UK portfolios with significant non-sterling assets strongly benefited from currency depreciation post the Brexit vote, with an average performance in excess of 13%, according to the findings of Natixis Global Asset Management’s annual Global Portfolio Barometer.
Performance in UK portfolios was substantially higher than the US which came second with average returns of around 8.2%.
The new findings are based on in-depth proprietary research and review of “moderate” or “balanced” model portfolios offered by advisers and wealth managers across the US, the UK, France, Italy, Luxembourg, the Netherlands, Singapore, and Latin America.
“UK advisers may not always take into consideration the impact that currency plays within a portfolio, but in 2016 investors who held non-sterling assets strongly benefited as the pound depreciated following the Brexit vote in June 2016,” James Beaumont, international head of Portfolio Research & Consulting at Natixis, said.
The variation in 2016 returns can almost wholly be explained by the difference in the return contributions from exposure to equities. In the UK equity performance contributions were 11% out of the total of 13.5%, and of that 9% was overseas equity. Equities were just 0.8% out of the 3% average returns in Luxembourg. Strong equity markets also drove performance in the US and the Netherlands.
The best performing major equity index in 2016 was the FTSE 100 which was up 14.4%. The S&P 500 also did well, up 9.5%, whilst the Euro Stoxx 50 was flat with a performance of 0.7% and global equities in the middle with around 5.3%.
Excluding the UK, survey returns from equities were generally in the 5-8% range, with fixed income in the 4-5% range and allocation funds 3-5%.
The biggest difference in asset class returns were from alternative strategies, which varied from -2.1% for Lux-based advisers to +3.9% in the UK. Although the returns are relatively modest, they underline advisers’ tendency to allocate to low risk, low return, alternative strategies as a replacement for fixed income, rather than to higher risk, higher return strategies.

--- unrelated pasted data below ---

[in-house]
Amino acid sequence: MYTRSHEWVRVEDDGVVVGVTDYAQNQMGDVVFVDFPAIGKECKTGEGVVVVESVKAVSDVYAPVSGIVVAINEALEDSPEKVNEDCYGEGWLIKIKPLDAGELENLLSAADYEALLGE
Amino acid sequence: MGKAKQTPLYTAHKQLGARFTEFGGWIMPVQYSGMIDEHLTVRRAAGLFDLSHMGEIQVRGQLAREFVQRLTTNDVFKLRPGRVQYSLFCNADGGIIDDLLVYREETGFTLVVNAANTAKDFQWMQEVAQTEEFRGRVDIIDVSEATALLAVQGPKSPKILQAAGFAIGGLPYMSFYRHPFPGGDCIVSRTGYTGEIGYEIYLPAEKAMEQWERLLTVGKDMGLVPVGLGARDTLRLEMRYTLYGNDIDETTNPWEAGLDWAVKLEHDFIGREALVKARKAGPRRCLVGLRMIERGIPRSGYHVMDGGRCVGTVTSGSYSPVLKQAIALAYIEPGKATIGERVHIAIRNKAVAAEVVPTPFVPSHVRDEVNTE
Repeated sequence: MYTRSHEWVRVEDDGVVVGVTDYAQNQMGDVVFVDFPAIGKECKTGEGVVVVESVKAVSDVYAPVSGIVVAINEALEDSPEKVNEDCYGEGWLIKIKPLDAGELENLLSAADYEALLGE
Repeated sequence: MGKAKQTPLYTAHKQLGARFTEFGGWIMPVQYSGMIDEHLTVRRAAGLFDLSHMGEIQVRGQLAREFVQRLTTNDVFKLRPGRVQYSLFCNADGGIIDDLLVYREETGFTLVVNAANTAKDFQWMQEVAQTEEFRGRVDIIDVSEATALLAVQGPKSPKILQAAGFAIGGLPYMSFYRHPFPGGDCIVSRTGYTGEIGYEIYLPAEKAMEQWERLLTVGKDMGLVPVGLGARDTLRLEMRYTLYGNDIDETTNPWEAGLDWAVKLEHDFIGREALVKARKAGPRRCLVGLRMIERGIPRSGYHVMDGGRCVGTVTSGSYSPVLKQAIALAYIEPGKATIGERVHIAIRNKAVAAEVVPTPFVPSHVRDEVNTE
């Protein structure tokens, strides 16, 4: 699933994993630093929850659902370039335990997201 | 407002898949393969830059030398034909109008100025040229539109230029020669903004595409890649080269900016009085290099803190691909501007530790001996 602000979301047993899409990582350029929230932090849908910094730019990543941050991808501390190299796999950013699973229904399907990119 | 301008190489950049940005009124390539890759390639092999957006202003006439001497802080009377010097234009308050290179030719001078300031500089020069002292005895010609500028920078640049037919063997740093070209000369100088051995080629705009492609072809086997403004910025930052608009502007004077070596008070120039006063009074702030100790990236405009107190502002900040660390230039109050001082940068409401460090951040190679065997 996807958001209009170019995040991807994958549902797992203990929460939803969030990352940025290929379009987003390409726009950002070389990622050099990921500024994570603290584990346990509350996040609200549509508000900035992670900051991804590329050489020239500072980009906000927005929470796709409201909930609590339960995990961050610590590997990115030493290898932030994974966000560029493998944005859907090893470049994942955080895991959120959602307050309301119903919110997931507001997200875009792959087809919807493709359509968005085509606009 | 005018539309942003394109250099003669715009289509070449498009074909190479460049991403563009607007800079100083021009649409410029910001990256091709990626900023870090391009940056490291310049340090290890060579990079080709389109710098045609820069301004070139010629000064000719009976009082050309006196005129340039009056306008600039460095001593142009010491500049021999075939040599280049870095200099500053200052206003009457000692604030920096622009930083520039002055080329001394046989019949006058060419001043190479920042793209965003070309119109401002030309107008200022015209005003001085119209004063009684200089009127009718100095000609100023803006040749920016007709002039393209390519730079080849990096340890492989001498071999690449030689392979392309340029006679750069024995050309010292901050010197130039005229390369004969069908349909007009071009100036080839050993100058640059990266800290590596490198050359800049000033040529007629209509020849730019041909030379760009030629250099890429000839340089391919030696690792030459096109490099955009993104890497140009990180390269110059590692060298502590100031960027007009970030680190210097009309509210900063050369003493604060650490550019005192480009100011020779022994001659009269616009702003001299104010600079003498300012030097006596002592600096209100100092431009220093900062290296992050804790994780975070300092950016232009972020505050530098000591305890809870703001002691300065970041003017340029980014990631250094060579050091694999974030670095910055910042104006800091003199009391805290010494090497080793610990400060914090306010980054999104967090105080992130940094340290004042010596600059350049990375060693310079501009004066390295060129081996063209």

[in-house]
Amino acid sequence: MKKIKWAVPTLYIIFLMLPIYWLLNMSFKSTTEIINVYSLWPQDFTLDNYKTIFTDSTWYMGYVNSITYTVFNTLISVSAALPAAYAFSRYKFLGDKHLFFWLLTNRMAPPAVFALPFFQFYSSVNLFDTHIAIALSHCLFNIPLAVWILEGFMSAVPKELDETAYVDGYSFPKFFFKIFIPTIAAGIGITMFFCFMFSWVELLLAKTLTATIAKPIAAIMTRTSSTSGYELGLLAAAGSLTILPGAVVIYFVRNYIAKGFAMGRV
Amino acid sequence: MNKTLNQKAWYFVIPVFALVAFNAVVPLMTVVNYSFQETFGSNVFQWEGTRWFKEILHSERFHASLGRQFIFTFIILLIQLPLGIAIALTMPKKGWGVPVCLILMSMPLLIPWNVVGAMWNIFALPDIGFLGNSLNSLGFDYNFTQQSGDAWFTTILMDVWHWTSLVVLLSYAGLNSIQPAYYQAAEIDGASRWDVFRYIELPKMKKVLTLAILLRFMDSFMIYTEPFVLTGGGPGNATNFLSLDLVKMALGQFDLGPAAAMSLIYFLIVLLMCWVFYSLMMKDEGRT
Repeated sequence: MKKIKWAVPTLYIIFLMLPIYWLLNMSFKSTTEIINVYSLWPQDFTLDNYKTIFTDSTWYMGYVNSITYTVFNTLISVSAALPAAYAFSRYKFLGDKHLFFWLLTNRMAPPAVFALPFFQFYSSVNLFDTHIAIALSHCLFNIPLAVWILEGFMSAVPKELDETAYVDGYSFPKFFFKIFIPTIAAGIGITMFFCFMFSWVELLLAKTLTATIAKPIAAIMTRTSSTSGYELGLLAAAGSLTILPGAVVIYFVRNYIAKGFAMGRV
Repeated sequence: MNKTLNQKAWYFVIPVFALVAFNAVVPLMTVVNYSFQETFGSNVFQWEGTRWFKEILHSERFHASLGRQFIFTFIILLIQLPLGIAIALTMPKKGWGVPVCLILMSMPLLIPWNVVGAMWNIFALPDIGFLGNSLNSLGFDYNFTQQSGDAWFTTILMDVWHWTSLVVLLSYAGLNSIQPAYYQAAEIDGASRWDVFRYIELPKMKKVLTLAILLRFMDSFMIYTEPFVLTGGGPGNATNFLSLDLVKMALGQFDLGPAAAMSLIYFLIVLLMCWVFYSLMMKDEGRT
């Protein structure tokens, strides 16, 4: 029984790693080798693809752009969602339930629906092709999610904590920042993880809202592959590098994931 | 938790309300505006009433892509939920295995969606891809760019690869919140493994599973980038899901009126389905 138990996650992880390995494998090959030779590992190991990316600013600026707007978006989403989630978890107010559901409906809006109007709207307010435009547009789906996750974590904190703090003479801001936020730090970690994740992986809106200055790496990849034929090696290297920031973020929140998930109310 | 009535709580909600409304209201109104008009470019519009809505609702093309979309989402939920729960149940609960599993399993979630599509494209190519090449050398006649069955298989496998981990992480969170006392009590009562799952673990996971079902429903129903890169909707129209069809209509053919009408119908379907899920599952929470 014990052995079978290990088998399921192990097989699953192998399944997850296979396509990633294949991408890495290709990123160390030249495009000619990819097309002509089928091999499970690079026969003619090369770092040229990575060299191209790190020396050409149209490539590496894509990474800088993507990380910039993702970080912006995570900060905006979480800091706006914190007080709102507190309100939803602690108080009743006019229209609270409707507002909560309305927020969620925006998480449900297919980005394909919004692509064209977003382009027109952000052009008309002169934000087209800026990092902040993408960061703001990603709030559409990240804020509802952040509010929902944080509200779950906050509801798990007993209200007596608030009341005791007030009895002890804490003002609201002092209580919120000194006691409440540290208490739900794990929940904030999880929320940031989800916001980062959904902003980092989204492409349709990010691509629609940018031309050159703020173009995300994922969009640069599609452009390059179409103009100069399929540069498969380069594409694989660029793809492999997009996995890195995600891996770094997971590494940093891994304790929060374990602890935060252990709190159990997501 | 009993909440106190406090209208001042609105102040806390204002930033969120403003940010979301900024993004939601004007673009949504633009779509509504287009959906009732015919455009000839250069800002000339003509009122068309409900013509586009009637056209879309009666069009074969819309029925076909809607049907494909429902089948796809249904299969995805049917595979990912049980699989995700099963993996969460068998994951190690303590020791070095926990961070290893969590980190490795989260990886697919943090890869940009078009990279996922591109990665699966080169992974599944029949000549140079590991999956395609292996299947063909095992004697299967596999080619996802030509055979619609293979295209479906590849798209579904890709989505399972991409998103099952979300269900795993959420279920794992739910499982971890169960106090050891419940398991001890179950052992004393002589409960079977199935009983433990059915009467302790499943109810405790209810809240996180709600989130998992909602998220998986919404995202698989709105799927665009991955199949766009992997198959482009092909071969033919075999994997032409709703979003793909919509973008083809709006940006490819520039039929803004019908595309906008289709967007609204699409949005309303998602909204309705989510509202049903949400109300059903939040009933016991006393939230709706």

Additionally, currency risk had a significant impact on UK portfolios invested in non-domestic equities, the report found.
“A substantial part of the explanation is currency risk which is no surprise since currency moves in 2016 were the highest since 2008 and had a large impact on the surveyed portfolios. For example, a UK investor with unhedged US equity exposure would have gained an extra 19% return in 2016 due to the depreciation of the pound versus the dollar,” says Matthew Riley, head of Pesearch of the Portfolio Research & Consulting Group at Natixis.
“For eurozone equities, this would have been around 16%, and for Japanese equities this would have been 23%. Currency impact was also seen in allocation funds, EM debt and high yield debt funds, which are often not hedged by advisers,” Riley says.
He adds: “In equities, these currency-related returns were more than the returns of the underlying equity markets. In fact, adding up all of the currency impact, we find that about 7% of the return contribution to UK adviser portfolios, or 50% of the total returns in 2016, came from currency risk.”